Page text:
Starting in September, nearly 600 schools in districts across Ontario will offer full day kindergarten for 4-and 5-year-olds. Alberta will offer it in 18 Calgary Board of Education schools and 22 Calgary Catholic School District schools. And in British Columbia, full day kindergarten begins for approximately 50 per cent of 5-year-olds.

On August 31st, BC's Education Minister Margaret MacDiarmid said via teleconference that conversations are ongoing with the Ministry of Children and Family Development about kindergarten for 3-and 4-year-olds.

When did education become a race? According to world-renowned family therapist and parenting author Steve Biddulph, full day kindergarten for 5-year-olds is too long, and any younger is a big mistake developmentally. In support of Biddulph's claim, a major review of British primary schools by Cambridge University included a report from the National Foundation for Educational Research, which stated the practice of allowing children to start school at age four was found to be stressful. [Editor's note: The report states that, "...an early introduction to a formal curriculum may increase anxiety..."]
 
Yet authors Anna Riggall and Caroline Sharp found that in some countries where students start school up to two years later, many outperform their English peers. The authors conclude: “While the value of high-quality pre-school education is beyond dispute, the assumption that an early primary school starting age is beneficial for children’s later attainment is not well supported by the research evidence.”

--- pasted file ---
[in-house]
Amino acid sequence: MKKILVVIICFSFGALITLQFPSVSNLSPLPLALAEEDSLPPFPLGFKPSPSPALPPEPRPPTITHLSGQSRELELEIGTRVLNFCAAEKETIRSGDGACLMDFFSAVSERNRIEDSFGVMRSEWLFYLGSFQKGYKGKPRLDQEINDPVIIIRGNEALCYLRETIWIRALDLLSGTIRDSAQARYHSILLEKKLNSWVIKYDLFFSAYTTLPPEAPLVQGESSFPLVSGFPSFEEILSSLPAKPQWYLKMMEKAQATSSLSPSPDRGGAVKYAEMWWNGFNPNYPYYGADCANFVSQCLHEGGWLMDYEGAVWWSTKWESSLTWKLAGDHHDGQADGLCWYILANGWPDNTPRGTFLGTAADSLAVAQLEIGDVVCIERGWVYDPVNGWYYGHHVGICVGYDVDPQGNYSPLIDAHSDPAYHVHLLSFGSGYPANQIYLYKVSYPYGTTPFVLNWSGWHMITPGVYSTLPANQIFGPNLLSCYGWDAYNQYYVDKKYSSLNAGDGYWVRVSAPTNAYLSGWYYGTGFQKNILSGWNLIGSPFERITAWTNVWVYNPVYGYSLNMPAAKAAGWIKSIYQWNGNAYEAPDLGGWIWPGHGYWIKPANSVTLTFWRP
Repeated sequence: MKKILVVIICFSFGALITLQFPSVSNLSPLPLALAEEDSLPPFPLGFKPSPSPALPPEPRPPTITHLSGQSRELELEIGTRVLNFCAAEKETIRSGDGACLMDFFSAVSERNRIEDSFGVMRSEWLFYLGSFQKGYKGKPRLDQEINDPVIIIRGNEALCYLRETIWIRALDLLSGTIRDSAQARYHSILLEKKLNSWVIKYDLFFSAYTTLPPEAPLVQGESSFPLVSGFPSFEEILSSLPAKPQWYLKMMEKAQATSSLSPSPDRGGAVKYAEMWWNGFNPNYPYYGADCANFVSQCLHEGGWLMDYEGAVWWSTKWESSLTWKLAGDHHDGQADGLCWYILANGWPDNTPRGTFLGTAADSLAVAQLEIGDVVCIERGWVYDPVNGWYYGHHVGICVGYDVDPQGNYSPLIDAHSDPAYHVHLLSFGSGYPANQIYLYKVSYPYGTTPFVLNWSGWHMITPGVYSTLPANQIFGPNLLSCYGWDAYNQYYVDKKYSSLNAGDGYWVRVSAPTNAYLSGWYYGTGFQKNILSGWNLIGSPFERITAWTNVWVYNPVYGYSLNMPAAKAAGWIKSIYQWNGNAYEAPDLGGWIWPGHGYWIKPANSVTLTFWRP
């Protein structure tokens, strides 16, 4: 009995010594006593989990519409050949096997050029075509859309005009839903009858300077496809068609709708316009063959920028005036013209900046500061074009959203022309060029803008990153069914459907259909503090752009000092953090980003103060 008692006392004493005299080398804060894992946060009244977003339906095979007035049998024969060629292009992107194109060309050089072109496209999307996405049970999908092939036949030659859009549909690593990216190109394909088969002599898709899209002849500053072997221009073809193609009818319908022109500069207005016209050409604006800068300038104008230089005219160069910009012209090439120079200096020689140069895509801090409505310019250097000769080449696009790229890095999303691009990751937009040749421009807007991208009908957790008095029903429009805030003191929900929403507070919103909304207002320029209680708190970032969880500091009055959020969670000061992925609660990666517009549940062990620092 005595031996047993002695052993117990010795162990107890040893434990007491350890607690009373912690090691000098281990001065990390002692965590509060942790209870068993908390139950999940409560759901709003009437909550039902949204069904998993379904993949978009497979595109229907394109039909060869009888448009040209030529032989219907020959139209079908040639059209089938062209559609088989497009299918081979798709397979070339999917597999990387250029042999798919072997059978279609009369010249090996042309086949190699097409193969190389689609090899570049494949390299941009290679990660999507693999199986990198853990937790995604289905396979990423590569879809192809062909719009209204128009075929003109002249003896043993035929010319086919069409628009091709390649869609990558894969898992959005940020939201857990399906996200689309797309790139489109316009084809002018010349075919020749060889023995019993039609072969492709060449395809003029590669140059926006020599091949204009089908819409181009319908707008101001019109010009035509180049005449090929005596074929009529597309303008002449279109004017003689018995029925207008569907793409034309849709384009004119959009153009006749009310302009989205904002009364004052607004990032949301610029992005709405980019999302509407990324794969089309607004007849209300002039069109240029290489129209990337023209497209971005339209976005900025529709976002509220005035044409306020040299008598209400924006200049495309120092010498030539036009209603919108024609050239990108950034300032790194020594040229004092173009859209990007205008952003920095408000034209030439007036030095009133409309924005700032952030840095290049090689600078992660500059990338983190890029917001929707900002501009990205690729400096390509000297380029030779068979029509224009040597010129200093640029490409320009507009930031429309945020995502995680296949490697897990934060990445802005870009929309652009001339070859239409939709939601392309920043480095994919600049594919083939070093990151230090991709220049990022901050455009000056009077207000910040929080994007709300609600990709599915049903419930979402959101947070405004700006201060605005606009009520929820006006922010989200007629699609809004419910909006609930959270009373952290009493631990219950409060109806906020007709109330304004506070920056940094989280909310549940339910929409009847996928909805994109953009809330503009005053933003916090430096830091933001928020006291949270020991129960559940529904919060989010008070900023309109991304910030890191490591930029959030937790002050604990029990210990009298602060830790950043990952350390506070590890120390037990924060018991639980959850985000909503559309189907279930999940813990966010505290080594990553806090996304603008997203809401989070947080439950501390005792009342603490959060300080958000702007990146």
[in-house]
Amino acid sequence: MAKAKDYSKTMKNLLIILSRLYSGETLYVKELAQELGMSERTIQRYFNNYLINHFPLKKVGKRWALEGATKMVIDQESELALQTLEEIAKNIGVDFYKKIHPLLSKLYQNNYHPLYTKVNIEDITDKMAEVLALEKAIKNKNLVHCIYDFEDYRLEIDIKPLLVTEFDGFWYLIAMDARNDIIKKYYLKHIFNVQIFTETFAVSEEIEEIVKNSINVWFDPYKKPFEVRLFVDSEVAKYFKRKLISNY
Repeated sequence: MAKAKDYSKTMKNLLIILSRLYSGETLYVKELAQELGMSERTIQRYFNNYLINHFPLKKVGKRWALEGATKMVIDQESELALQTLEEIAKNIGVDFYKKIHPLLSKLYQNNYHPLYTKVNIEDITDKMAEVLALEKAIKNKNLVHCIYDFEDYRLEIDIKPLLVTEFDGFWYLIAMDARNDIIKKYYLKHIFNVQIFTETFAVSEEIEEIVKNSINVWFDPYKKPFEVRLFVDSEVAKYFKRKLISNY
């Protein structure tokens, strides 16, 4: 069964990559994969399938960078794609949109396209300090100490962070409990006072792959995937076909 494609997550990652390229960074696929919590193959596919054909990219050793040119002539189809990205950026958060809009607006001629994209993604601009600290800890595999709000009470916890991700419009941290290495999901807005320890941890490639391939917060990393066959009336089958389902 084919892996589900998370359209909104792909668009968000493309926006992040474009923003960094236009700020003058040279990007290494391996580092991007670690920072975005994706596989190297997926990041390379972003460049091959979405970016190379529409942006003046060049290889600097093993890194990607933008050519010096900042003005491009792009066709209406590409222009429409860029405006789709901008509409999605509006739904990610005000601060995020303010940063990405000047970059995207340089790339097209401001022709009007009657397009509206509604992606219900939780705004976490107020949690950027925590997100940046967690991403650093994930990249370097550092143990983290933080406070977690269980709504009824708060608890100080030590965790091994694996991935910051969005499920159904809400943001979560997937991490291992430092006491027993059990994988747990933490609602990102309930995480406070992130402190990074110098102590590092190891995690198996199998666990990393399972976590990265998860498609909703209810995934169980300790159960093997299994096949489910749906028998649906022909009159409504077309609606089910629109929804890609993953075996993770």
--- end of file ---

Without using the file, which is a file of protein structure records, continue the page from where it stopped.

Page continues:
Biddulph says the calendar is a poor guide for when a child should start school. Decades of research has shown that most boys (and some girls) are slower to develop fine-motor and language skills. Many of these children would benefit from an additional year in kindergarten: full day senior kindergarten. They could begin Grade 1 at age seven, when their fine-motor skills are ready for pencil-and-paper work.

 

Over the past few years I've asked a number of kindergarten teachers: "When reviewing your class in June, are there any children you feel are not developmentally ready for Grade 1?" Responses from teachers typically range from zero to four children, depending on the class. But in the current educational climate, it's extremely rare for a child in Canada or the U.S. to repeat kindergarten.

In his web article, We Can Do Better By Boys, Biddulph writes: "In English-speaking countries, boys make up more than 80% of all remedial classes. In Germany, Belgium, Switzerland, and many other countries where school [Grade 1] does not begin until age seven, this gender gap in literacy does not exist...hence the idea of boys delaying starting school till they are at least six. It can mean a choice between your son being one of the youngest in his class, feeling inadequate, being the least able, or being one of the most co-ordinated and confident by waiting and starting the following year - and having this remain so all the way through school. Professor Kathy Sylva at Oxford University recently reported findings that starting school too soon creates a failure mentality, while kindergarten - which used to be a year of play, activity, and social learning - has succumbed more and more to pressure for skills learning. This compounds the problem."